Atlanta 2.6%
Dallas 2.3%
Houston 2.2%
I'm not sure where you're getting these numbers from. The Philadelphia MSA is 13.9% Italian and the NYC MSA is 13.1%. These can't even represent CSA numbers since DC's MSA is 4.6% Italian and Baltimore's is 6.4%.

According to the most recent ACS data, these are the Top 10 metros for Italian ancestry reported.

New York - 2,632,782 (13.1%)
Philadelphia - 838,951 (13.9%)
Chicago - 665,874 (7.0%)
Boston - 654,948 (14.0%)
Los Angeles - 391,290 (3.0%)
Pittsburgh - 387,078 (16.4%)
Bay Area - 322,878 (5.0%)
Washington - 276,164 (4.6%)
Detroit - 268,684 (6.3%)
Cleveland - 211,584 (10.2%)

Last edited by BajanYankee; 05-19-2015 at 10:05 AM..
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Old 05-19-2015, 10:03 AM
 
Location: ITP - City of Atlanta Proper
7,797 posts, read 11,738,575 times
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I think it is pretty safe to assume that a huge chunk of Atlanta's ~150,000 Italians are from the NYC Metro area and other Northeastern cities as recent (last 3 decades or so) transplants without thinking very much about it since historically Atlanta didn't have a high Italian population like say New Orleans. Where else would they come from? Italy?

Edit:

I forgot to add that from a personal perspective, all the Italians in Atlanta that I know are from NYC, Upstate NY, NJ, and Brazil. In that order.
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Old 05-19-2015, 10:43 AM
 
Location: Crooklyn, New York
27,626 posts, read 24,832,767 times
Reputation: 11185
Here's Italian ancestry by % of non-Hispanic White population.

New Haven - 34.4%
New York - 27.5%
Hartford - 23.7%
Scranton - 21.9%
Philadelphia - 21.8%
Buffalo - 21.5%
Rochester - 21.2%
Syracuse - 20.3%
Providence - 19.6%
Boston - 19.0%
Pittsburgh - 19.0%
Worcester - 16.5%
New Orleans - 16.5%
Miami - 15.5%
Cleveland - 14.6%
Erie - 14.4%
Chicago - 12.9%
Bay Area - 12.8%
Tampa - 11.7%
Baltimore - 10.9%
Washington - 9.8%
Los Angeles - 9.7%
San Diego - 9.5%
Phoenix - 8.2%
Richmond - 8.0%
Raleigh - 7.6%
Norfolk - 7.5%
Detroit - 9.3%
Jacksonville - 6.9%
St. Louis - 6.4%
Houston - 5.8%
Seattle - 5.5%
Charlotte - 5.5%
Atlanta - 4.8%

Last edited by BajanYankee; 05-19-2015 at 10:56 AM..
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Old 05-19-2015, 10:45 AM
 
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The great waves of European immigrants in the late 1800s-early 1900s largely avoided the South, and settled in the large cities of the Northeast and Midwest..
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Old 05-19-2015, 10:53 AM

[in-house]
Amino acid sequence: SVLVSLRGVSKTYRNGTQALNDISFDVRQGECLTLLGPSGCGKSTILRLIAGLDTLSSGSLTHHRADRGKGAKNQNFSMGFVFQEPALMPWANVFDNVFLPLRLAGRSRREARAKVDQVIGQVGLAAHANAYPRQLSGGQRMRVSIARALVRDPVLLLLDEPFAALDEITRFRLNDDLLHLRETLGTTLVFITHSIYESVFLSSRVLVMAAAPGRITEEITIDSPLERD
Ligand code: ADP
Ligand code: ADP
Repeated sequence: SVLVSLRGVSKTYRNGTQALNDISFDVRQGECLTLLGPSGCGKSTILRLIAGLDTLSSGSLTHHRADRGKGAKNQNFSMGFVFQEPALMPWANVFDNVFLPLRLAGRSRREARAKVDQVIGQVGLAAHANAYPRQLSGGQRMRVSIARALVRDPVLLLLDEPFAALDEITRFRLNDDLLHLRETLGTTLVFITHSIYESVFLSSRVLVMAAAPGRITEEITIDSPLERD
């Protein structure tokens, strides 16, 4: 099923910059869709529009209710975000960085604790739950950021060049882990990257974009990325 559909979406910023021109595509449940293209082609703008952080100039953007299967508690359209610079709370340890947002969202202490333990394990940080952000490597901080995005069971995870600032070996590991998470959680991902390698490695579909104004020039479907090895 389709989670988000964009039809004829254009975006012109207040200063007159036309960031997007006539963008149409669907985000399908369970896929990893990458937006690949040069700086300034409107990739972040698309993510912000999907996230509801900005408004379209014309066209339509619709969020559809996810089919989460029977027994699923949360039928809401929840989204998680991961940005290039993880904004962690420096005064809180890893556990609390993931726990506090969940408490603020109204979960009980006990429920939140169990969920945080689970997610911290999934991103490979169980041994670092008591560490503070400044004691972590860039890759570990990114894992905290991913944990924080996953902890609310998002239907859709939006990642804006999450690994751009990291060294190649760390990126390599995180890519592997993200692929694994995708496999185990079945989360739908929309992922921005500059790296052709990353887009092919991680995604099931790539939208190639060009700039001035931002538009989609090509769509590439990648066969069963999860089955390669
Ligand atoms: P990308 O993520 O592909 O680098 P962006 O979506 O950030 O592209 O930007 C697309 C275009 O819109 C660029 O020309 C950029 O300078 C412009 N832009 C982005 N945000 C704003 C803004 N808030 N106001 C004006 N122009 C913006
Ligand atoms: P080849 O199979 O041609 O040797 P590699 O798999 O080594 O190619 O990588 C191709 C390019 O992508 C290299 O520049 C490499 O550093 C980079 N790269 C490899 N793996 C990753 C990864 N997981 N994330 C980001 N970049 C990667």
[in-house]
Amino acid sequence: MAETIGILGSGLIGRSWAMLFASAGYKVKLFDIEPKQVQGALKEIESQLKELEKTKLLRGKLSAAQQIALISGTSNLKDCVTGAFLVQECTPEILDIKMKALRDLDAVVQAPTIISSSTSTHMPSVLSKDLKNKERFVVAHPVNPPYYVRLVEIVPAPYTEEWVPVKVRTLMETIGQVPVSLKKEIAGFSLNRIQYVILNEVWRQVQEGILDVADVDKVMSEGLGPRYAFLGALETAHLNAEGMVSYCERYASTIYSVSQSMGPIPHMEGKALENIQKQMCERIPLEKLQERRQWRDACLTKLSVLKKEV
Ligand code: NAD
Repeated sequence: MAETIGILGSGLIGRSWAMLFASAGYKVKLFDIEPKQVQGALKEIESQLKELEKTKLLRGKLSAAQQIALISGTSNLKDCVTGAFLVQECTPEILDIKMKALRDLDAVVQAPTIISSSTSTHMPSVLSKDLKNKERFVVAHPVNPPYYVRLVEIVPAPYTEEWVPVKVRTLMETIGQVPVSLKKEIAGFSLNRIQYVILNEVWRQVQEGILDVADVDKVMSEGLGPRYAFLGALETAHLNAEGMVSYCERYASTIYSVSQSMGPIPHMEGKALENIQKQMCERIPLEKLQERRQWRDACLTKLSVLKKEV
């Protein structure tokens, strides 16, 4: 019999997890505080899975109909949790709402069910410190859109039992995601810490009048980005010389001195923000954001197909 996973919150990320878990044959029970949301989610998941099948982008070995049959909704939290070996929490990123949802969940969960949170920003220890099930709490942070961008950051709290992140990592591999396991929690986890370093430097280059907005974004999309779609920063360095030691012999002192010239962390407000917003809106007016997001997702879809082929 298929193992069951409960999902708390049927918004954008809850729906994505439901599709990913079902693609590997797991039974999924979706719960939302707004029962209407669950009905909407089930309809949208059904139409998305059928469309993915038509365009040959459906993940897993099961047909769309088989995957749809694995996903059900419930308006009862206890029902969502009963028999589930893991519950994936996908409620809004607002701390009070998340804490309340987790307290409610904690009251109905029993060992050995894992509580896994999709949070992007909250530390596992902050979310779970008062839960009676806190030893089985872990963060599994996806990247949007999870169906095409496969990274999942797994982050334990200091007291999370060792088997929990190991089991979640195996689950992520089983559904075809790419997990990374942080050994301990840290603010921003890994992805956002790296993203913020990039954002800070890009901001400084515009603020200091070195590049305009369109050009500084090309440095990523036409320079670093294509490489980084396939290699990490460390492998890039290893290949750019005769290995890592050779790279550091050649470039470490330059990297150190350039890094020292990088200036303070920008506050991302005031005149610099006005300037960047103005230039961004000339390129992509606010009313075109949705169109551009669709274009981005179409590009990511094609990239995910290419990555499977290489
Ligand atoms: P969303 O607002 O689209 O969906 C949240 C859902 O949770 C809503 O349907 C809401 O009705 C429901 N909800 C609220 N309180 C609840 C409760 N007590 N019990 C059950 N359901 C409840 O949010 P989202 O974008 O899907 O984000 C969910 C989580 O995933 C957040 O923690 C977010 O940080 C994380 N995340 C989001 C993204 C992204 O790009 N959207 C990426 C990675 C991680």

Location: Dallas
282 posts, read 257,447 times
Reputation: 279
Quote:
Originally Posted by waronxmas View Post
Wow, this post is dripping with elitism...and by someone from Dallas no less.

You found one statistic to prove your claim, but it's a minor difference. Within context, that was during the middle of the recession so there were bound to be a bit a loss given that NYC wasn't as affected as Atlanta was. However, the biggest feeder counties from NYC to Atlanta are Queens and Kings counties (always has been) and they're destination is typically to Gwinnett, Dekalb or Clayton counties. But I'm sure you're aware of that.
When did I ever say that wasn't the case?

I pointed out several times that different demographics do and like different things, which is probably why that poster doesn't know anyone who has ever moved to Atlanta. Working-class black people from marginal areas move to Atlanta, yes. These numbers are reversed when you do places with huge black working-class populations like Brooklyn and Newark.

Why would you think the migration figures would be opposite? Why would there be larger flows from Manhattan into Atlanta?

Even when I move the slider to pre-recession, 2006, it's the same:

499 people moved from New York County, NY to Fulton County, GA
688 people moved from Fulton County, GA to New York County, NY

And I'm sure most of those people are from Harlem, Washington Heights, etc. Our corporate office is in Manhattan, go there all the time, know tons of people who live there, and I truly have never heard anyone in the city mention Atlanta, let alone move there. But these are all white-collar professionals. I know people from Atlanta who live there though.

Last edited by UAE50; 05-19-2015 at 11:54 AM..
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Old 05-19-2015, 11:13 AM
 
4,801 posts, read 3,451,682 times
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So I notice the pattern of Italian Southerners concentrating in heavily Catholic areas like Baltimore and New Orleans. Makes sense considering the strong Catholic roots of many Italians. Otherwise I notice it in huge metros like DC where pretty much everyone lives, and Florida where Northeastern Italians relocate. I wonder if in Tampa much of the Italian presence came from early settlements directly from Italy like it did in New Orleans and Baltimore?

I do remember though the first time I met an Italian who sounded Southern and I was like "whoaaaa this is real???" I thought it was all "bada bing" type New York sound (because apparently that's just the way Italians are supposed to talk according to 25 year old me).